The prolonged trauma experienced by imprisoned Iranian-American pastor Saeed Abedini is taking a toll on his parents.
The Christian Post reports that Abedini’s parents who live in Iran look forward to their visitation days with their son, but seeing the consequences of the beatings and ill treatment he endures is almost more than they can bear.
"Though I am always looking forward to visitation days as my lone connection to Saeed, it pains me to know what my in-laws have lived through with their son. They live for these 15-minute visitations each week with their son, but watching your son endure the trauma of unjust imprisonment is brutal," Abedini’s wife, Naghmeh, stated.
Abedini has been unjustly held in a dangerous Iranian prison for three years on charges that he is a threat to national security. The pastor was in Iran doing missions work when he was arrested.
He has suffered beatings, shocks with a taser gun, and threats that his eight-year sentence will be extended. He has also been denied medical care for the injuries inflicted on him through beatings.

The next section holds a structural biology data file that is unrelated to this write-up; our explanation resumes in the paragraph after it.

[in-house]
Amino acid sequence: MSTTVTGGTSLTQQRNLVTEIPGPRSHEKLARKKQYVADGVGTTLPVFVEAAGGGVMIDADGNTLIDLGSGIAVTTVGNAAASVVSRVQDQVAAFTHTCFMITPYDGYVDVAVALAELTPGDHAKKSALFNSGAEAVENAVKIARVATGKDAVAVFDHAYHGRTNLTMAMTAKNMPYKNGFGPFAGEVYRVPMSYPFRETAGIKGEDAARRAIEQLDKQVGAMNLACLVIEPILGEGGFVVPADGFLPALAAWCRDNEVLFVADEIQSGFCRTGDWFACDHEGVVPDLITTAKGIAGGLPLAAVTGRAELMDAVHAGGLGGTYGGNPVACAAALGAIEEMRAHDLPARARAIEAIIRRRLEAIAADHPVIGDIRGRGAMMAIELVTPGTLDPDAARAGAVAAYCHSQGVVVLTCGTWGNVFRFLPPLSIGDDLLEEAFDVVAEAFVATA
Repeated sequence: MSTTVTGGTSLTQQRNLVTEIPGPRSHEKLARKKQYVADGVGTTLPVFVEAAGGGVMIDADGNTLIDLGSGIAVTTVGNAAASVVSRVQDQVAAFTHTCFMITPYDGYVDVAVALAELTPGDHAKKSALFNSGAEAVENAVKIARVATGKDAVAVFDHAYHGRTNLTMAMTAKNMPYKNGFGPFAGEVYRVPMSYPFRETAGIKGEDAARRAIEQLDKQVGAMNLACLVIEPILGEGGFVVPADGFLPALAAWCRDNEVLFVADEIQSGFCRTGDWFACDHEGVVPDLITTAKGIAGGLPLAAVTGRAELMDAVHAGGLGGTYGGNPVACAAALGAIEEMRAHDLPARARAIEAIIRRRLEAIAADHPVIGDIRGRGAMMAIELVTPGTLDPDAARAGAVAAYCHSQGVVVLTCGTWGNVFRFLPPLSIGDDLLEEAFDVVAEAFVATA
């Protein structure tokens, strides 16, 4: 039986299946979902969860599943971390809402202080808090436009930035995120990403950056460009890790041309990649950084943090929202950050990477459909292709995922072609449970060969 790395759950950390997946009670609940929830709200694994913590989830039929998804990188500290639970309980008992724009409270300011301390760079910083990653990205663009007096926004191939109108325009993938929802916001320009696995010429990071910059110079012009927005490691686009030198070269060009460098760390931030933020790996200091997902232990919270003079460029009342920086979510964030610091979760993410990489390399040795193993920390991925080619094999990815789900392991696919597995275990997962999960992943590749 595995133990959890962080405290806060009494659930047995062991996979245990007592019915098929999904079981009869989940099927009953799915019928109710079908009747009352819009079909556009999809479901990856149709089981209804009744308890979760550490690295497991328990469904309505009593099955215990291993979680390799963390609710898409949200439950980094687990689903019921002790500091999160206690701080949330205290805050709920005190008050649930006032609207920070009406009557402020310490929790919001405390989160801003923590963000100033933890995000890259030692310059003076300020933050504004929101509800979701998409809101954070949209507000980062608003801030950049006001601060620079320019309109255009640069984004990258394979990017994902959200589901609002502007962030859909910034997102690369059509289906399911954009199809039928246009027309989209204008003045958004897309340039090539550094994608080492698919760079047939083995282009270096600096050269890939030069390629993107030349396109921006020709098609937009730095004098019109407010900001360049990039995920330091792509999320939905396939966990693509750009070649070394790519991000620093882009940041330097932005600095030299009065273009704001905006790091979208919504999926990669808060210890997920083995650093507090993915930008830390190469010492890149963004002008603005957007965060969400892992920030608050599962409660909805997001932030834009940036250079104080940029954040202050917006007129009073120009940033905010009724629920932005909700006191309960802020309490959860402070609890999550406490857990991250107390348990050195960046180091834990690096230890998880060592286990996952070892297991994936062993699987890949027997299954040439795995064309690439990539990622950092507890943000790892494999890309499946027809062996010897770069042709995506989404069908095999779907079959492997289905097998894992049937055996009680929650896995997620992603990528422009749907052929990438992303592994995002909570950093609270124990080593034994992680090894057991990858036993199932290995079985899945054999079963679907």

Naghmeh Abedini and many others were disappointed that the Iran nuclear deal did not involve a negotiation to release Saeed and other unjustly imprisoned Americans in Iran.
"Increasingly, my updates from Iran come with many tears,” Naghmeh reported. “The pain of seeing your son shackled, describing the pains in his body or the beatings he endures has at times been too much for his elderly parents. Today's update was told through uncontrollable tears. Having seen the pain of my own children, I can only imagine the pain Saeed's parents have endured the last three years."
Naghmeh also stated that Saeed is suffering greatly from not being able to see his children grow up.
Naghmeh is doing everything within her power to get her husband released. She has undergone a campaign of fasting and prayer for his release, as well as sending a letter to Iranian president Rouhani, asking for an audience with him while he was in the U.S. However, Rouhani refused to meet with her.
Publication date: October 2, 2015